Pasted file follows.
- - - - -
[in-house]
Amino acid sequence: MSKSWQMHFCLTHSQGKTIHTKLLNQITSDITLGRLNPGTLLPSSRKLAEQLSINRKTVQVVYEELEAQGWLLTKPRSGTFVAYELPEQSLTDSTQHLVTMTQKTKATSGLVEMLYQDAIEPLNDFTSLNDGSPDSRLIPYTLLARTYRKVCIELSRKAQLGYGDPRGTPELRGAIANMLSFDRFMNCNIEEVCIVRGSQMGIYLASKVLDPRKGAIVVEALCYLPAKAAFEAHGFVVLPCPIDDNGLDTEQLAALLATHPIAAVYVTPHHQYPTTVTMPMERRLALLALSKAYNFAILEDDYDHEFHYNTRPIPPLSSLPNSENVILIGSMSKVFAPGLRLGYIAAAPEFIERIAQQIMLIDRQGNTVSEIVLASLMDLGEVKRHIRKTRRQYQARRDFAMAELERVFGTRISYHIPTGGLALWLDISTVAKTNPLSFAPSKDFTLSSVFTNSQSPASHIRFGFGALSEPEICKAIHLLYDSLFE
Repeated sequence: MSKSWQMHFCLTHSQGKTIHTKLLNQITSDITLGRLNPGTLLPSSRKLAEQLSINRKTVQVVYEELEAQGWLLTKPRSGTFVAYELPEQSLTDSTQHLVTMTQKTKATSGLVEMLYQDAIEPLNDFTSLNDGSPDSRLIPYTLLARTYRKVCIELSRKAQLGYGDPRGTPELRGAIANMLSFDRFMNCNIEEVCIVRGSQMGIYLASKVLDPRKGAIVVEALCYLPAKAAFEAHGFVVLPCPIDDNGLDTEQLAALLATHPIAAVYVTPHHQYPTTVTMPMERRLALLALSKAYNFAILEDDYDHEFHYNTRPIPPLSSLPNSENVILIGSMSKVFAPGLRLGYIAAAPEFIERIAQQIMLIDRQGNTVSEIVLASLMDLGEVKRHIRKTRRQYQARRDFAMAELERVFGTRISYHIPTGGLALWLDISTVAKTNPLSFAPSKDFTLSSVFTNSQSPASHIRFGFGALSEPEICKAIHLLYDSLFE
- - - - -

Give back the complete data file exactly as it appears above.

[in-house]
Amino acid sequence: MSKSWQMHFCLTHSQGKTIHTKLLNQITSDITLGRLNPGTLLPSSRKLAEQLSINRKTVQVVYEELEAQGWLLTKPRSGTFVAYELPEQSLTDSTQHLVTMTQKTKATSGLVEMLYQDAIEPLNDFTSLNDGSPDSRLIPYTLLARTYRKVCIELSRKAQLGYGDPRGTPELRGAIANMLSFDRFMNCNIEEVCIVRGSQMGIYLASKVLDPRKGAIVVEALCYLPAKAAFEAHGFVVLPCPIDDNGLDTEQLAALLATHPIAAVYVTPHHQYPTTVTMPMERRLALLALSKAYNFAILEDDYDHEFHYNTRPIPPLSSLPNSENVILIGSMSKVFAPGLRLGYIAAAPEFIERIAQQIMLIDRQGNTVSEIVLASLMDLGEVKRHIRKTRRQYQARRDFAMAELERVFGTRISYHIPTGGLALWLDISTVAKTNPLSFAPSKDFTLSSVFTNSQSPASHIRFGFGALSEPEICKAIHLLYDSLFE
Repeated sequence: MSKSWQMHFCLTHSQGKTIHTKLLNQITSDITLGRLNPGTLLPSSRKLAEQLSINRKTVQVVYEELEAQGWLLTKPRSGTFVAYELPEQSLTDSTQHLVTMTQKTKATSGLVEMLYQDAIEPLNDFTSLNDGSPDSRLIPYTLLARTYRKVCIELSRKAQLGYGDPRGTPELRGAIANMLSFDRFMNCNIEEVCIVRGSQMGIYLASKVLDPRKGAIVVEALCYLPAKAAFEAHGFVVLPCPIDDNGLDTEQLAALLATHPIAAVYVTPHHQYPTTVTMPMERRLALLALSKAYNFAILEDDYDHEFHYNTRPIPPLSSLPNSENVILIGSMSKVFAPGLRLGYIAAAPEFIERIAQQIMLIDRQGNTVSEIVLASLMDLGEVKRHIRKTRRQYQARRDFAMAELERVFGTRISYHIPTGGLALWLDISTVAKTNPLSFAPSKDFTLSSVFTNSQSPASHIRFGFGALSEPEICKAIHLLYDSLFE